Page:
The worst pain for the first five days–and it was awful–was from the gas they used to inflate my abdomen so they could see with the cameras. I know, you’re like haha gas. Not that kind of gas, because that kind of gas lives in your digestive tract and no matter how bad it is on a scale of one to fire sauce burrito, you know it’s going to eventually exit. Not this gas. This gas is just in the space outside your organs, and it can’t leave. Every time you move, it makes you want to die. Stabbing, shooting pain in your shoulders. Roiling bubbles across your guts. Pressure and discomfort like you wouldn’t believe. My doctor told me my shoulders would hurt (“don’t call us if you have shoulder pain,” she said), but this was so bad and so painful that I am still having trouble finding the words to describe it. In the first week my incision felt fine and I wasn’t really moving around so gravity had yet to have her way with me, but the gas? GOD DAMN, YOU GUYS. I’m just keeping it real. I wished I could cut a hole in my side to let it out.
It took me four days to leave my bed and get to my couch. It took me a week and a half to feel strong enough to walk past my mailbox. I just started driving again yesterday. I feel good and stronger every day, but I feel sore and tired. Gravity doesn’t help, especially the area surrounding the internal incisions. My ex-cervix. The longer I stand, the more unbearable that feels, but the pain seems to migrate to different areas of my stomach, depending on the day. My ab muscles feel weak and I am sure this contributes to not feeling like I can stand up for a long period of time. I miss being strong, feeling like my body can move with a semblance of agility and fortitude. I feel stupid fragile.
Before the surgery I told myself this would be no big deal because I’d had two caesarians and I knew what that was and that I could do that, not sleep, feed a baby and still manage to move around. I have not been handling this as well as the caesarians, and either this means a) I am a weak soul, a shivering baby bird of a person, or b) it’s just different. I am trying to convince myself that it’s b. Am I glad I did it? Not today. Today I feel pissed off that I’m wasting my summer, and angry that I can’t really leave the house for any period of time that amounts to anything. It’s been hard to ask for what I need constantly, and hard to rely on other people for so long. I think I’ll eventually be glad I did this, but I’m not there yet.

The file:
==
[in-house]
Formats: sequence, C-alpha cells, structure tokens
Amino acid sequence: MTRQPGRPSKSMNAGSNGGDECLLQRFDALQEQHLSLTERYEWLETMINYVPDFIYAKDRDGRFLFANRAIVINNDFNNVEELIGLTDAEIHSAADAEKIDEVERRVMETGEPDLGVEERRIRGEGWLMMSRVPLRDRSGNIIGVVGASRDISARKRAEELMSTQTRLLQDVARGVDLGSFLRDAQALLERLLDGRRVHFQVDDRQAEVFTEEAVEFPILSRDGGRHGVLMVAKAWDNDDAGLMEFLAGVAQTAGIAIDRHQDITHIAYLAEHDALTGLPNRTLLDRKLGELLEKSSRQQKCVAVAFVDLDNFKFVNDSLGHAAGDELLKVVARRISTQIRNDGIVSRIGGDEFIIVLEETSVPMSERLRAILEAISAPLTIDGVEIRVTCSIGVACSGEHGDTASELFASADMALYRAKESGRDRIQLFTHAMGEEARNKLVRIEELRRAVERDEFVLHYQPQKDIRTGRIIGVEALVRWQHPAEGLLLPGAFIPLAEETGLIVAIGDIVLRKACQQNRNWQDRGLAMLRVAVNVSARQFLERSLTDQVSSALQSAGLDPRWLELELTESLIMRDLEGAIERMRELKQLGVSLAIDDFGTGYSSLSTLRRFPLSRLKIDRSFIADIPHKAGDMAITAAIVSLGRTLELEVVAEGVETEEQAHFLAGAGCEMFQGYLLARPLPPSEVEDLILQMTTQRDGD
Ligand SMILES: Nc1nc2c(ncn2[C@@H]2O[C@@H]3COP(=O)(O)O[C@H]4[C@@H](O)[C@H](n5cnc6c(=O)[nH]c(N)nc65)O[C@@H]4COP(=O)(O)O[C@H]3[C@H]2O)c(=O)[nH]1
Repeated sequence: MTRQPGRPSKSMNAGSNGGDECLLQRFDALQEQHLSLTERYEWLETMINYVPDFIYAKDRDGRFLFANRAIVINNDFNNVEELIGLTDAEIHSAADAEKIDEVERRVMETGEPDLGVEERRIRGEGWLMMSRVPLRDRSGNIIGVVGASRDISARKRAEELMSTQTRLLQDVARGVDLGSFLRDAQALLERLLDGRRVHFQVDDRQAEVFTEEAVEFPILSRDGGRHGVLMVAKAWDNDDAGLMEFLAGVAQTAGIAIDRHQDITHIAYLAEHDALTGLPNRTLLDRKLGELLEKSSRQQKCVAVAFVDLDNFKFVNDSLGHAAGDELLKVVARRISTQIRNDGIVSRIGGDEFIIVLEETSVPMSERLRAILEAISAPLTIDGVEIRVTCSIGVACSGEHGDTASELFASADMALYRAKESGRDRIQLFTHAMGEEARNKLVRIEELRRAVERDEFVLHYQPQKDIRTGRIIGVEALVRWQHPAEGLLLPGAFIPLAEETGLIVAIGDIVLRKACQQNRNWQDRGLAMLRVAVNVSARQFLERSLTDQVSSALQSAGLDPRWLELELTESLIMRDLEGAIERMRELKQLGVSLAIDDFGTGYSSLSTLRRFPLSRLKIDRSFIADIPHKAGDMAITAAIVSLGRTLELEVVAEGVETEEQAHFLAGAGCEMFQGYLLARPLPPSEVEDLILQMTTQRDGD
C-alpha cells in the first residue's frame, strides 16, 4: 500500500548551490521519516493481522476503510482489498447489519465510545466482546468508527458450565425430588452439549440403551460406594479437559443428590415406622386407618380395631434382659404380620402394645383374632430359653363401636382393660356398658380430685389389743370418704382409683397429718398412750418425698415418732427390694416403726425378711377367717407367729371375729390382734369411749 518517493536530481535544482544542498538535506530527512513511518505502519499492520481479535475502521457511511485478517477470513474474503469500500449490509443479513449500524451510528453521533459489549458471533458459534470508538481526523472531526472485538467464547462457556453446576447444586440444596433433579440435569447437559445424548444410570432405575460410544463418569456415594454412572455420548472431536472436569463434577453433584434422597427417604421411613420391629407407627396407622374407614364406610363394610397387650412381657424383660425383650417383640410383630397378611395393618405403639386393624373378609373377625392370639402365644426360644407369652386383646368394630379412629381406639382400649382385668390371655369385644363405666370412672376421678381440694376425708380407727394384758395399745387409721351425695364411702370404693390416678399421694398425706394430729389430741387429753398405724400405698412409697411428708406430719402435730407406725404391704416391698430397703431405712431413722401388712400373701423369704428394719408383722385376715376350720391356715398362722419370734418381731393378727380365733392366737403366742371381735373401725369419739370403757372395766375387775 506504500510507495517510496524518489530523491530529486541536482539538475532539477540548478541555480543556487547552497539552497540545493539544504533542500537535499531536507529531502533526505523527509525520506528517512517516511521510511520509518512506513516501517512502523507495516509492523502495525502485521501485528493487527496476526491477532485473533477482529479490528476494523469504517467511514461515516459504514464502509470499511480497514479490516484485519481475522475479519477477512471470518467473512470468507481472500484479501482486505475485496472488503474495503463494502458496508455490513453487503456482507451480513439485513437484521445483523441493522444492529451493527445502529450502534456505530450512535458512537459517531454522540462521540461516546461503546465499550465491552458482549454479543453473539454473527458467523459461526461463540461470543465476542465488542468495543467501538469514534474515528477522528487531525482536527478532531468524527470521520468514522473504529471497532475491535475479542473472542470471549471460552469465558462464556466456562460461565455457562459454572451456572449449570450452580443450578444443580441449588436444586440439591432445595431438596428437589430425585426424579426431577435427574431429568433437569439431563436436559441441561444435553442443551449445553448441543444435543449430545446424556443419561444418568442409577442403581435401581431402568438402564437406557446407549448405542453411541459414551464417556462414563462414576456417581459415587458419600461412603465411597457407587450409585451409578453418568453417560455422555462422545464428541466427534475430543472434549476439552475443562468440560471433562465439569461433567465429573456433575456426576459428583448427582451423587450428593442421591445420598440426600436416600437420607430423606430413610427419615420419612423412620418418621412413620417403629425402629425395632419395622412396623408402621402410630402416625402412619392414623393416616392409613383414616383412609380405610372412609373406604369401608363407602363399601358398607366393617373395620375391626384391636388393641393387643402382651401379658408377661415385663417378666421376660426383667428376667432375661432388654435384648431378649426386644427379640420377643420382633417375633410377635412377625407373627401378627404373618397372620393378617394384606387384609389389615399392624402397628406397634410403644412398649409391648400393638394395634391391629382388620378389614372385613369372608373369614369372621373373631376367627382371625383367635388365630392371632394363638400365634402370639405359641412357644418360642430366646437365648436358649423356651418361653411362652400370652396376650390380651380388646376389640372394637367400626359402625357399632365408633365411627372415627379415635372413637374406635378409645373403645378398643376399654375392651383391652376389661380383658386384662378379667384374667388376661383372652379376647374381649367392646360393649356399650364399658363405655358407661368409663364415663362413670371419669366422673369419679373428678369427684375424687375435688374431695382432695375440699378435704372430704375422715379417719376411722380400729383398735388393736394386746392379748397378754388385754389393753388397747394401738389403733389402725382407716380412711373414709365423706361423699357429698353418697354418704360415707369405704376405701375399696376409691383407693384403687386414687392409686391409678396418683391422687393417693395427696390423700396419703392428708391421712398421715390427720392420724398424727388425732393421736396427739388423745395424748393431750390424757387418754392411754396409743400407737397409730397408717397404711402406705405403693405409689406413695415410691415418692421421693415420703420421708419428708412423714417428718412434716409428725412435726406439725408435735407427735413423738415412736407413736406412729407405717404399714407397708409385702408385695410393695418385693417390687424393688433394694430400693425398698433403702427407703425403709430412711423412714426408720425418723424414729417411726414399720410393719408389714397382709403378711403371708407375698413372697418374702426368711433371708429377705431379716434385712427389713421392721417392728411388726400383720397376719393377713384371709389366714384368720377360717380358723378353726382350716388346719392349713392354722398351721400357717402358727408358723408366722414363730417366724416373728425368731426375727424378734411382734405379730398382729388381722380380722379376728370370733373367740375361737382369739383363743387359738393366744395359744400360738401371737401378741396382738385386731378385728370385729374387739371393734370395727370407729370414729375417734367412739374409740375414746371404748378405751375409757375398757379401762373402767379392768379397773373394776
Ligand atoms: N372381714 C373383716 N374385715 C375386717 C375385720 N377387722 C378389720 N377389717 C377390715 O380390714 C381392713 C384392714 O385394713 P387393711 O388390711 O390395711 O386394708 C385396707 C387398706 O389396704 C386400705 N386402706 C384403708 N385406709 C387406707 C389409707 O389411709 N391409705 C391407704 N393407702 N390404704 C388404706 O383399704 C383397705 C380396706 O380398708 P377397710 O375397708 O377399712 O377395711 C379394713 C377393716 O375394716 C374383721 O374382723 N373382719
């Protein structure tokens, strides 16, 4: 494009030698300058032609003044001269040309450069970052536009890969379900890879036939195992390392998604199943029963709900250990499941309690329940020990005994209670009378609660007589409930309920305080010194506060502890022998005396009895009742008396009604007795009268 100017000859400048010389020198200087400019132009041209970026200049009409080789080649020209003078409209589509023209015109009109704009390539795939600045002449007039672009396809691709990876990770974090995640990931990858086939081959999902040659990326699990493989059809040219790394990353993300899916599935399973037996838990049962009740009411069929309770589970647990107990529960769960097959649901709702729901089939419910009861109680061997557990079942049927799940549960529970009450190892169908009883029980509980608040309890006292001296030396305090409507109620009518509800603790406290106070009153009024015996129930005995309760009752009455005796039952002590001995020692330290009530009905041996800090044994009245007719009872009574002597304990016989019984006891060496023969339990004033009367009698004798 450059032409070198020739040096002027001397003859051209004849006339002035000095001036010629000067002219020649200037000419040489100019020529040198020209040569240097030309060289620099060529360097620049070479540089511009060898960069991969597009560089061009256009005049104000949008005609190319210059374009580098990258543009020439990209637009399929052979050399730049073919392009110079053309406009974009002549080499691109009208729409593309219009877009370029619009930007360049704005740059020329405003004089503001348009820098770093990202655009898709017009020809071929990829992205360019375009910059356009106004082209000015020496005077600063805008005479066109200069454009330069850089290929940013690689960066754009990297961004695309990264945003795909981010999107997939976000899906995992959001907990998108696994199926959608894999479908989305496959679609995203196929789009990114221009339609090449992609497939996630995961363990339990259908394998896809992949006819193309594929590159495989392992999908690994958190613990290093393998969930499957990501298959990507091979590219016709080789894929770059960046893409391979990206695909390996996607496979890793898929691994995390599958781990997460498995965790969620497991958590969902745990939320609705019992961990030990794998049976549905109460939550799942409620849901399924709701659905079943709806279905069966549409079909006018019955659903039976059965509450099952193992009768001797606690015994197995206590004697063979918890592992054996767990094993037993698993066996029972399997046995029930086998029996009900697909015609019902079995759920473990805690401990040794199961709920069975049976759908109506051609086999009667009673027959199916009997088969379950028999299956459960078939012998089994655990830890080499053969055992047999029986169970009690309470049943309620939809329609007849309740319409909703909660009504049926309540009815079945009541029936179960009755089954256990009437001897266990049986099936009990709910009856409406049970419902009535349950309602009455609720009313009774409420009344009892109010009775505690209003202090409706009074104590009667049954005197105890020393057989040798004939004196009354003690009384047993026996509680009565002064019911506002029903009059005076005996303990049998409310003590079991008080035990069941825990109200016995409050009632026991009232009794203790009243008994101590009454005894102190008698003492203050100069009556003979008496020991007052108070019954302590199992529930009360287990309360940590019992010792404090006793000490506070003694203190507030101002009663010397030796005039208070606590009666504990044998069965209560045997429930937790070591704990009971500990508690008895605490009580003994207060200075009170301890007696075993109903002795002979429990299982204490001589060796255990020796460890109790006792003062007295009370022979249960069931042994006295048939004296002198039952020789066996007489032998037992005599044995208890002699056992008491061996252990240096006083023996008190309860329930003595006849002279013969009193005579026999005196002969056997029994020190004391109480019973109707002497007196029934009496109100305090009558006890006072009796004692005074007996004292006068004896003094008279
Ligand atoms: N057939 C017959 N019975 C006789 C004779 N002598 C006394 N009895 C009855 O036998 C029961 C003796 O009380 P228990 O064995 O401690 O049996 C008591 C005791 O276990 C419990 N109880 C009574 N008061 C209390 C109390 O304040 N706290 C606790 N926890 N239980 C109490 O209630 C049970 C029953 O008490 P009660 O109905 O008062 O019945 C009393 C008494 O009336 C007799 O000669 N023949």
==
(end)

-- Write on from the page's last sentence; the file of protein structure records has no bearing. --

I have eaten the full gamut of Things Heather Loves, from peanut butter M&Ms to Cheetos to ICEEs to gummy bears and two kinds of Oreos. I am glad I lost 18 pounds before surgery, because post-op, I wanted comfort foods, and my comfort foods skew decidedly lowbrow and high sugar. Eric has been so good to me, taking care of every single thing I needed. My friend Kitty stopped by with something for me every day, sat with me and talked so I’d feel like a real person. My sister scooped my kids up and delivered dinners without making me ask for anything at all. My parents, my grandparents, everyone has sent food and love and hugs. My room looked like a florist’s shop. It is good to be loved and cared for. It’s only hard to be a patient patient.
Henry said I’m different since my surgery. When I asked him how, he said “well, when the doctors removed the part of your body where a baby grows, I think they also took out the part of you that makes you embarrassed to talk about poop.”
So there you go, Internet.
Here are some pictures of what I’ve been up to. Spoiler alert: not much.